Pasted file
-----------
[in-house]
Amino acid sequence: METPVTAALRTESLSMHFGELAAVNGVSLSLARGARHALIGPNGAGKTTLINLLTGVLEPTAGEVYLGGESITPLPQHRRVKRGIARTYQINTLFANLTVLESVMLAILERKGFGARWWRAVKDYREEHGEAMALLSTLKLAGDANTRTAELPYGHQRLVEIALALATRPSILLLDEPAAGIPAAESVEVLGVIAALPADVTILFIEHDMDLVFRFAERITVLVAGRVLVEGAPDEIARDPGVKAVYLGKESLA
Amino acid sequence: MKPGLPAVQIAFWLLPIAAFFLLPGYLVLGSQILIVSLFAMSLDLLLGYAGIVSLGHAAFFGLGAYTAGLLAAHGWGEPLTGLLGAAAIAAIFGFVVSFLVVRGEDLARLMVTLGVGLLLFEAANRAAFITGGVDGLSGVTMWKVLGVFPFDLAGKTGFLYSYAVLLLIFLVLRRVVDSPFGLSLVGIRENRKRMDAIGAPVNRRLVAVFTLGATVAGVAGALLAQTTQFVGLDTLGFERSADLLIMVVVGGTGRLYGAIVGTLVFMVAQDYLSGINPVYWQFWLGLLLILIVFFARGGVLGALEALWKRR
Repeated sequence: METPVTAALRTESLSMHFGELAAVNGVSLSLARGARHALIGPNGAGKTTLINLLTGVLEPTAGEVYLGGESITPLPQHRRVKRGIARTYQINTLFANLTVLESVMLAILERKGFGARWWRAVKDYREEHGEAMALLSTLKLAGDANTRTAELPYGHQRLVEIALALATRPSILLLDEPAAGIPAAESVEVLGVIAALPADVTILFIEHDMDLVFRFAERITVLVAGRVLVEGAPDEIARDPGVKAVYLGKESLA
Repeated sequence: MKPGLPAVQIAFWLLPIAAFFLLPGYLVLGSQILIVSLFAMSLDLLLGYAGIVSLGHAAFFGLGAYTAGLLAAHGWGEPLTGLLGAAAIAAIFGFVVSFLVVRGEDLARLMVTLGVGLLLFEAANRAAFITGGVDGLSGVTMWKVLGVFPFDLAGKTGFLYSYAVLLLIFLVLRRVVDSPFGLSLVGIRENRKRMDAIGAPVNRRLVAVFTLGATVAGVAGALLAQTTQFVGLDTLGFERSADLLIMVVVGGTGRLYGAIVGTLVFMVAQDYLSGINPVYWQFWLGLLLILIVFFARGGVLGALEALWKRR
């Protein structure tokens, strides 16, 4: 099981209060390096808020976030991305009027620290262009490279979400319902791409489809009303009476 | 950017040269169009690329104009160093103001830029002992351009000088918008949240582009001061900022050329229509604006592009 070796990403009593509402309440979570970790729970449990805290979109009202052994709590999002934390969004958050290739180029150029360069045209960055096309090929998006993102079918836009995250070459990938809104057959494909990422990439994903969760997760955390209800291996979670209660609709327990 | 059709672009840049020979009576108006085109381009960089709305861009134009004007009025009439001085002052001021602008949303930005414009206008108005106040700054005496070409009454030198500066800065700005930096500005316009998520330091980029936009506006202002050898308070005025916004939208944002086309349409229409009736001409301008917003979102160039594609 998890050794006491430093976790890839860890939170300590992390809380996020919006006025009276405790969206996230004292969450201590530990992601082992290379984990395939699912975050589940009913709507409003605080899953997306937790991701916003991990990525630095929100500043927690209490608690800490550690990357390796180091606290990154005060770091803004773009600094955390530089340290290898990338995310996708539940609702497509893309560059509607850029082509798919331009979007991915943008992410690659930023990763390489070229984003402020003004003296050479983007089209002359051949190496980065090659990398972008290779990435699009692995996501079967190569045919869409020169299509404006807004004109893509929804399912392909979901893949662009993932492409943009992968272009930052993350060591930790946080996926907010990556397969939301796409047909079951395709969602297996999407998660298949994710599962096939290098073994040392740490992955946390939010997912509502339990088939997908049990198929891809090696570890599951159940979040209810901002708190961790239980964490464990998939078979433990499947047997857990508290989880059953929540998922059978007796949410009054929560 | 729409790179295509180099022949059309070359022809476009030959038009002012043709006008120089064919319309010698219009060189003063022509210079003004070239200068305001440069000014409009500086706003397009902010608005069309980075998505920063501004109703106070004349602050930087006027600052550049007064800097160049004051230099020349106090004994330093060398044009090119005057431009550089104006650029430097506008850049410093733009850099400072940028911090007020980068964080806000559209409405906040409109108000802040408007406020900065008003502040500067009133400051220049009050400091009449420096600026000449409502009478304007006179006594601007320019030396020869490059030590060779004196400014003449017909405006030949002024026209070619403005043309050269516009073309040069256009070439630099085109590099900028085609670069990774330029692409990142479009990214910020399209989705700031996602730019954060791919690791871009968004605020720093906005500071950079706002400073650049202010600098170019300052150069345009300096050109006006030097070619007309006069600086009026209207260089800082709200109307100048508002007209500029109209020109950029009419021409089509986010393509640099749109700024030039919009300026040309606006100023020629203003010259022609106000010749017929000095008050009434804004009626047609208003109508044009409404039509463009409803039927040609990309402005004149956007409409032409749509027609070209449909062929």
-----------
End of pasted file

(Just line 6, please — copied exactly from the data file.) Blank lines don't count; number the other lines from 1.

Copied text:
């Protein structure tokens, strides 16, 4: 099981209060390096808020976030991305009027620290262009490279979400319902791409489809009303009476 | 950017040269169009690329104009160093103001830029002992351009000088918008949240582009001061900022050329229509604006592009 070796990403009593509402309440979570970790729970449990805290979109009202052994709590999002934390969004958050290739180029150029360069045209960055096309090929998006993102079918836009995250070459990938809104057959494909990422990439994903969760997760955390209800291996979670209660609709327990 | 059709672009840049020979009576108006085109381009960089709305861009134009004007009025009439001085002052001021602008949303930005414009206008108005106040700054005496070409009454030198500066800065700005930096500005316009998520330091980029936009506006202002050898308070005025916004939208944002086309349409229409009736001409301008917003979102160039594609 998890050794006491430093976790890839860890939170300590992390809380996020919006006025009276405790969206996230004292969450201590530990992601082992290379984990395939699912975050589940009913709507409003605080899953997306937790991701916003991990990525630095929100500043927690209490608690800490550690990357390796180091606290990154005060770091803004773009600094955390530089340290290898990338995310996708539940609702497509893309560059509607850029082509798919331009979007991915943008992410690659930023990763390489070229984003402020003004003296050479983007089209002359051949190496980065090659990398972008290779990435699009692995996501079967190569045919869409020169299509404006807004004109893509929804399912392909979901893949662009993932492409943009992968272009930052993350060591930790946080996926907010990556397969939301796409047909079951395709969602297996999407998660298949994710599962096939290098073994040392740490992955946390939010997912509502339990088939997908049990198929891809090696570890599951159940979040209810901002708190961790239980964490464990998939078979433990499947047997857990508290989880059953929540998922059978007796949410009054929560 | 729409790179295509180099022949059309070359022809476009030959038009002012043709006008120089064919319309010698219009060189003063022509210079003004070239200068305001440069000014409009500086706003397009902010608005069309980075998505920063501004109703106070004349602050930087006027600052550049007064800097160049004051230099020349106090004994330093060398044009090119005057431009550089104006650029430097506008850049410093733009850099400072940028911090007020980068964080806000559209409405906040409109108000802040408007406020900065008003502040500067009133400051220049009050400091009449420096600026000449409502009478304007006179006594601007320019030396020869490059030590060779004196400014003449017909405006030949002024026209070619403005043309050269516009073309040069256009070439630099085109590099900028085609670069990774330029692409990142479009990214910020399209989705700031996602730019954060791919690791871009968004605020720093906005500071950079706002400073650049202010600098170019300052150069345009300096050109006006030097070619007309006069600086009026209207260089800082709200109307100048508002007209500029109209020109950029009419021409089509986010393509640099749109700024030039919009300026040309606006100023020629203003010259022609106000010749017929000095008050009434804004009626047609208003109508044009409404039509463009409803039927040609990309402005004149956007409409032409749509027609070209449909062929």